When you dive into the response rate data in places like San Francisco’s Chinatown, you see the need for greater participation in the Census. Whereas the Bay Area is outperforming other regions with a median response rate of 68.4 percent regionally, as compared to 60.8 percent statewide, San Francisco County has seen less participation, with a response rate of 57.7 percent.

Of particularly concern is the fact that hundreds of thousands of the hardest-to-count households in California still have not yet participated in the Census. In San Francisco, these include people who live around Chinatown, the Sunset and the Bayview neighborhoods, among others.

As a child, my parents instilled in me that education was the great equalizer and encouraged me to pursue one of the so-called “LEAD” (lawyer, engineer, accountant, doctor) professions. They were initially hesitant to embrace my career as an elected government official. But today they are proud I am using my education and public- and private-sector experience serving as the State Treasurer of the fifth largest economy in the world and working to ensure that other Asian Americans are seen and heard at all levels of government by urging everyone to stand up and be counted in the 2020 Census.


Growing Up Asian in America Contest Winners

AACI and NBC Bay Area to Host 2019 Asian Pacific American Heritage Month Celebration

SAN JOSE, CA – On Saturday, May 18, 2019 at 2 pm, NBC Bay Area will be hosting the annual Asian Pacific American Heritage Month Celebration where we will celebrate student winners from the 24th annual Growing Up Asian in America contest and honorees of AACI.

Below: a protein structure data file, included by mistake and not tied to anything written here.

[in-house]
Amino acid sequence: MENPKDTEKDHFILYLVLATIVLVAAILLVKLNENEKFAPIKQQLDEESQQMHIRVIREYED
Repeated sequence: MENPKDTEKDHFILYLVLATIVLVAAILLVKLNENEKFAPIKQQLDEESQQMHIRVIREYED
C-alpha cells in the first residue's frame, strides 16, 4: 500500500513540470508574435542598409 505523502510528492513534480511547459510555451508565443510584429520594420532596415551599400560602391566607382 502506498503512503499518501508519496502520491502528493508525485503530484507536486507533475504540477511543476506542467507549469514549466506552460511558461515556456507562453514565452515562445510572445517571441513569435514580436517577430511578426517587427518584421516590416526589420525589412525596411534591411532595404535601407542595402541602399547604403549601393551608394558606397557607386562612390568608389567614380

The Growing Up Asian in America program celebrates Asian Pacific American Heritage Month by giving voice to the varied experiences of Asian and Pacific Islander (API) youth throughout the Bay Area and encouraging this next generation of leaders to take pride in their heritage through creative self-expression.

This year’s theme, “My Contribution to America,” brought in hundreds of entries from K-12th grade Bay Area students. Students submitted art, essays, and videos sharing their personal contribution to our country and the contributions of APIs that came before them. This year’s best in class and honorable mention winners include remarkable students of Indian, Chinese, Filipino, Japanese, Korean, Vietnamese, Taiwanese and other ethnic backgrounds. Each best in class winner will have an opportunity to share their thoughts and inspirations about their winning entry.

Bay Area students receiving Best in Class awards for art, writing and video from the 2019 Growing Up Asian in America contest include Olivia Mai (Union City), Creaye Lim (Alameda), Sahana Hariharan (Fremont), Catherine Wu (San Jose), Audrey Shen (Milpitas), Aubrey Ilasco (Benicia), Kayla Lam (San Leandro), Brandon Tran (San Jose), and Becky Tran (San Jose).